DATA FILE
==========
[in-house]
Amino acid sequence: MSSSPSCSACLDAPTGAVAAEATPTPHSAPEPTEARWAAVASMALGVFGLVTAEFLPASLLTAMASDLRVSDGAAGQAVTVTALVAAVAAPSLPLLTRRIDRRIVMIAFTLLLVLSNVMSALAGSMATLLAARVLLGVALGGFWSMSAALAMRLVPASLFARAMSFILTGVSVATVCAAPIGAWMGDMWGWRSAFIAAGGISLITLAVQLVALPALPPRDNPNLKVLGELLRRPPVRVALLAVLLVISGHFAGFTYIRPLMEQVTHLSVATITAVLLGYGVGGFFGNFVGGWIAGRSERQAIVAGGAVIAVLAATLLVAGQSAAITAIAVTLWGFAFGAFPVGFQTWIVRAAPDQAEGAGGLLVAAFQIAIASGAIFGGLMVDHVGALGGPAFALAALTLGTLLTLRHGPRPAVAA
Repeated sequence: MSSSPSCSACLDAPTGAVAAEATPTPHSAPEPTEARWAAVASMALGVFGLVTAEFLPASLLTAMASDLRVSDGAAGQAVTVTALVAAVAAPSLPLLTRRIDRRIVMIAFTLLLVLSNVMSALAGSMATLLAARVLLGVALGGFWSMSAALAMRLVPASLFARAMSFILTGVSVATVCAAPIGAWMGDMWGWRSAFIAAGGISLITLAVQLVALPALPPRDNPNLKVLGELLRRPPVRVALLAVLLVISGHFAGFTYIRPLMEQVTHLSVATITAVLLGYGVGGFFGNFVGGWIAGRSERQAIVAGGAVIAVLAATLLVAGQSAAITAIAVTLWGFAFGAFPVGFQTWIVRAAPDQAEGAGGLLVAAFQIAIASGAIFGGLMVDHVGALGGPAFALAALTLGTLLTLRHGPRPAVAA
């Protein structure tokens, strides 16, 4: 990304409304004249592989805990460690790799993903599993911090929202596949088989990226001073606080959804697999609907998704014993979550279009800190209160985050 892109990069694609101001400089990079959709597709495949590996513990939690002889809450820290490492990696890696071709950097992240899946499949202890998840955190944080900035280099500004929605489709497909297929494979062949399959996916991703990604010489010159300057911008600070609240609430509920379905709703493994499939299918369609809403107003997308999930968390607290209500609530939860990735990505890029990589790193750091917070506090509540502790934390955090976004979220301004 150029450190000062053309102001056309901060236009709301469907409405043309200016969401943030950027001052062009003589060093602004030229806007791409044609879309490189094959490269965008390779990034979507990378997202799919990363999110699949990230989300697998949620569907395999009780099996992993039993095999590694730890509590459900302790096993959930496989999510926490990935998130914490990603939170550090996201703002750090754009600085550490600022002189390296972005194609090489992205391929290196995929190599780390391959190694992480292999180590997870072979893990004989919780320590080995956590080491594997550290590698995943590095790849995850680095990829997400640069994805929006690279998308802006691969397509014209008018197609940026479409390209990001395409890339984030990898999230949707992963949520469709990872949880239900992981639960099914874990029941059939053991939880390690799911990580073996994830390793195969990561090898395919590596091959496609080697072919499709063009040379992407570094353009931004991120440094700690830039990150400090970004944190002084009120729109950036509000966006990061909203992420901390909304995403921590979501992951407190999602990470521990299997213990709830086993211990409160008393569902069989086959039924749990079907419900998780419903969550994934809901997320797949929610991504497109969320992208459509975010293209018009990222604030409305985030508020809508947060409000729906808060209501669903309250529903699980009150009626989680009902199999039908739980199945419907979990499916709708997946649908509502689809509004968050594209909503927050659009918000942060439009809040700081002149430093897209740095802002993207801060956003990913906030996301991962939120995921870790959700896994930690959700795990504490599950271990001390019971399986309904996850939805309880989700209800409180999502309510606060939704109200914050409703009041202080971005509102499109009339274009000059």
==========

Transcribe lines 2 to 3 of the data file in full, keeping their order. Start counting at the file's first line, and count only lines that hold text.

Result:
Amino acid sequence: MSSSPSCSACLDAPTGAVAAEATPTPHSAPEPTEARWAAVASMALGVFGLVTAEFLPASLLTAMASDLRVSDGAAGQAVTVTALVAAVAAPSLPLLTRRIDRRIVMIAFTLLLVLSNVMSALAGSMATLLAARVLLGVALGGFWSMSAALAMRLVPASLFARAMSFILTGVSVATVCAAPIGAWMGDMWGWRSAFIAAGGISLITLAVQLVALPALPPRDNPNLKVLGELLRRPPVRVALLAVLLVISGHFAGFTYIRPLMEQVTHLSVATITAVLLGYGVGGFFGNFVGGWIAGRSERQAIVAGGAVIAVLAATLLVAGQSAAITAIAVTLWGFAFGAFPVGFQTWIVRAAPDQAEGAGGLLVAAFQIAIASGAIFGGLMVDHVGALGGPAFALAALTLGTLLTLRHGPRPAVAA
Repeated sequence: MSSSPSCSACLDAPTGAVAAEATPTPHSAPEPTEARWAAVASMALGVFGLVTAEFLPASLLTAMASDLRVSDGAAGQAVTVTALVAAVAAPSLPLLTRRIDRRIVMIAFTLLLVLSNVMSALAGSMATLLAARVLLGVALGGFWSMSAALAMRLVPASLFARAMSFILTGVSVATVCAAPIGAWMGDMWGWRSAFIAAGGISLITLAVQLVALPALPPRDNPNLKVLGELLRRPPVRVALLAVLLVISGHFAGFTYIRPLMEQVTHLSVATITAVLLGYGVGGFFGNFVGGWIAGRSERQAIVAGGAVIAVLAATLLVAGQSAAITAIAVTLWGFAFGAFPVGFQTWIVRAAPDQAEGAGGLLVAAFQIAIASGAIFGGLMVDHVGALGGPAFALAALTLGTLLTLRHGPRPAVAA